Nearly one in three adults who were bullied at school say it has adversely affected their career prospects, according to new research.
The survey, commissioned by Oxford Open Learning Trust and undertaken by YouGov, found that more than half of adults in the UK were bullied at least once, while two in five were bullied on more than one occasion.
Some 65 per cent of those who were bullied said it had damaged their self-confidence, 36 per cent said it had had an impact on their ability to make friends and 27 per cent said their mental health had been affected, the Telegraph reports.
Only 18 per cent of those surveyed said bullying had not had any negative impact on them.
The evidence obtained by those who conducted the survey supports previous investigations that have highlighted the long-term impact of bullying.
Greg Smith, head of operations at Oxford Open Learning Trust, said: "Bullying isn't something that happens once and then you shrug it off, it is something which follows you throughout your life."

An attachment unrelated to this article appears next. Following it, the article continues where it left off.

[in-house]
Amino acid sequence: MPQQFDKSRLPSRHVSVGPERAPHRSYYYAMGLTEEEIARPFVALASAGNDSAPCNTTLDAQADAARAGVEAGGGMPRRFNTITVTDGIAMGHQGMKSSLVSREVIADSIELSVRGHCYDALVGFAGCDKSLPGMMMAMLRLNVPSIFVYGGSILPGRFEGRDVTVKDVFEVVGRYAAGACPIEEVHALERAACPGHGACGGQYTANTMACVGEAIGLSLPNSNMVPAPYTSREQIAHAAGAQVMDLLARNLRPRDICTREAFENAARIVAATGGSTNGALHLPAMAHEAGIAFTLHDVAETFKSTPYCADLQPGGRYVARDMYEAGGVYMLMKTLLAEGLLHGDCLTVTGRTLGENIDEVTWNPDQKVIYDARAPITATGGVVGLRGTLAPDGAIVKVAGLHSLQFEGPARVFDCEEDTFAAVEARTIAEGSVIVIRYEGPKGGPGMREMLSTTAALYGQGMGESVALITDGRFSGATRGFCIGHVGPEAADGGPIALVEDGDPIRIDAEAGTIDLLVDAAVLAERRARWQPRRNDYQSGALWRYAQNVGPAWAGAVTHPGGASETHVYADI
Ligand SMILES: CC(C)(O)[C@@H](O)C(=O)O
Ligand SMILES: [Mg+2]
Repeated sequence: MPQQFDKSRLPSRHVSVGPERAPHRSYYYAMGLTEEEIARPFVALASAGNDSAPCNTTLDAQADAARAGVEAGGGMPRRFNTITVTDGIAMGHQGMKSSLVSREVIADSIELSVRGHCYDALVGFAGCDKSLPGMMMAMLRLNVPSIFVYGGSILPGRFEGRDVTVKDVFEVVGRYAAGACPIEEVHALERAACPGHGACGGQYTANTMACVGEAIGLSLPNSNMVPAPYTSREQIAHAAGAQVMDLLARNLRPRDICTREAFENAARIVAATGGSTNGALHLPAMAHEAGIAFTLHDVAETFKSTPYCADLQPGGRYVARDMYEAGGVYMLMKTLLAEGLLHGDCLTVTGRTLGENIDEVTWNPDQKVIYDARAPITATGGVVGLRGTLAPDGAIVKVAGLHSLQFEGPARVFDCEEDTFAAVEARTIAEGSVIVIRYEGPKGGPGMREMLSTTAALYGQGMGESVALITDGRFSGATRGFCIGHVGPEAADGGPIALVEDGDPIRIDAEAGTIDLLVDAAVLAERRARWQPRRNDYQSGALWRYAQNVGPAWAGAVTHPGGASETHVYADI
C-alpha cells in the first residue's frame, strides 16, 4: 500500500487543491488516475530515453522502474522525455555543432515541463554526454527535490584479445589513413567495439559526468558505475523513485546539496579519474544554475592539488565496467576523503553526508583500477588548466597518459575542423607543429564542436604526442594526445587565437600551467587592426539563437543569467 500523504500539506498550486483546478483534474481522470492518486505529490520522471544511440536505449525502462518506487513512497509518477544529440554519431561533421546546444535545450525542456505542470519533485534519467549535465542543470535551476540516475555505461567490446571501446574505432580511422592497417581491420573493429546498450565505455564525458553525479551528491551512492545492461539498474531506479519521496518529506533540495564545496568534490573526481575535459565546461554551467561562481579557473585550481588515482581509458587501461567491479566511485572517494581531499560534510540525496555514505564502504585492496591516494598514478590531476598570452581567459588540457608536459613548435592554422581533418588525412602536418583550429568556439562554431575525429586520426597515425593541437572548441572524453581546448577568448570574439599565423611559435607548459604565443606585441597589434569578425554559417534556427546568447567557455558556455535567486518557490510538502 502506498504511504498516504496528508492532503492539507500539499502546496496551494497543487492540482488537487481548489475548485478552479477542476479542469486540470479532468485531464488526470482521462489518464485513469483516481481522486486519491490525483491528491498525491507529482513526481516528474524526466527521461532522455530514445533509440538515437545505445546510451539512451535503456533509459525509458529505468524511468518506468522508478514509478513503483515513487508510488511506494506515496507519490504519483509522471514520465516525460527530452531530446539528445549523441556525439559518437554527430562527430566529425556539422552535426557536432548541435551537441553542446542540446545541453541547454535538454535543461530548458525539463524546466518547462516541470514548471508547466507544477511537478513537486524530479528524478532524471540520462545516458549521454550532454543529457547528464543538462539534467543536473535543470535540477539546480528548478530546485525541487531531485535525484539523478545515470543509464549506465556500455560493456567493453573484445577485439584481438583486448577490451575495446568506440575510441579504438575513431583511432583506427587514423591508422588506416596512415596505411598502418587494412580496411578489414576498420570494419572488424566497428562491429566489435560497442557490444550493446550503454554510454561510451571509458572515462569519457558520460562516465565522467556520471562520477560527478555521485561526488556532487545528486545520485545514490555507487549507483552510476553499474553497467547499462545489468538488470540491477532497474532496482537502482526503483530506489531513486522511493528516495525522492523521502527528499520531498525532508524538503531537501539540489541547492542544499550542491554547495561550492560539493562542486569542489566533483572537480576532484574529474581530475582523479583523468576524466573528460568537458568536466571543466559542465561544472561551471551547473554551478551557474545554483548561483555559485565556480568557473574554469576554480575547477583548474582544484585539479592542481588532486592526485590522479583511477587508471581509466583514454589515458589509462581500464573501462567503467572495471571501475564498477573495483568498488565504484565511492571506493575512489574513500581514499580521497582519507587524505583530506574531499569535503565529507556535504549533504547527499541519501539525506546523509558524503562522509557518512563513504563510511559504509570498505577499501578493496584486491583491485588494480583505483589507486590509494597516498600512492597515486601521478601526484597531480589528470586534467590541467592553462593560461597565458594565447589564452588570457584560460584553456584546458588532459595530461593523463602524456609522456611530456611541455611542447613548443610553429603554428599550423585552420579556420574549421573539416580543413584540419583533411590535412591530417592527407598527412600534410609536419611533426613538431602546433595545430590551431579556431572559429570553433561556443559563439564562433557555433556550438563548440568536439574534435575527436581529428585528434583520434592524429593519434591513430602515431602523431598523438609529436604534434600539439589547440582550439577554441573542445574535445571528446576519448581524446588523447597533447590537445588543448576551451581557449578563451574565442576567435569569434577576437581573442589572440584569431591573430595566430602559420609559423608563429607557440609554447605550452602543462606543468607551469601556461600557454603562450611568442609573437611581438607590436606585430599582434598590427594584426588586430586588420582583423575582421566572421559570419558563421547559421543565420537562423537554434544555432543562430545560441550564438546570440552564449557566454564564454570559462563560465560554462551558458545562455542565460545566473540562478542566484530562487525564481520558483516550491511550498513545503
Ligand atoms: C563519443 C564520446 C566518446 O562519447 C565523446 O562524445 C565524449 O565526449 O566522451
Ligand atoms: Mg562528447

According to the survey, three in ten bullied people turned to their family members for support, while 18 per cent had sought advice from friends.
More than half said they had never asked for support and only 16 per cent had looked to those in teaching jobs for help.
"The statistic I found most worrying is that more than half of victims of bullying have never sought any form of counselling or made authorities aware of their problem," Mr Smith added. "This means bullying in school must be massively under-reported."
A previous study, conducted by Professor Louise Arseneault and Dr Ryu Takizawa at King's College London, revealed people who were bullied were more likely to suffer from anxiety, depression, suicidal thoughts and poor physical health at the age of 50.
They were also less likely to have qualifications and less likely to have a spouse or partner than those who had not been bullied.
Posted by Charlotte Michaels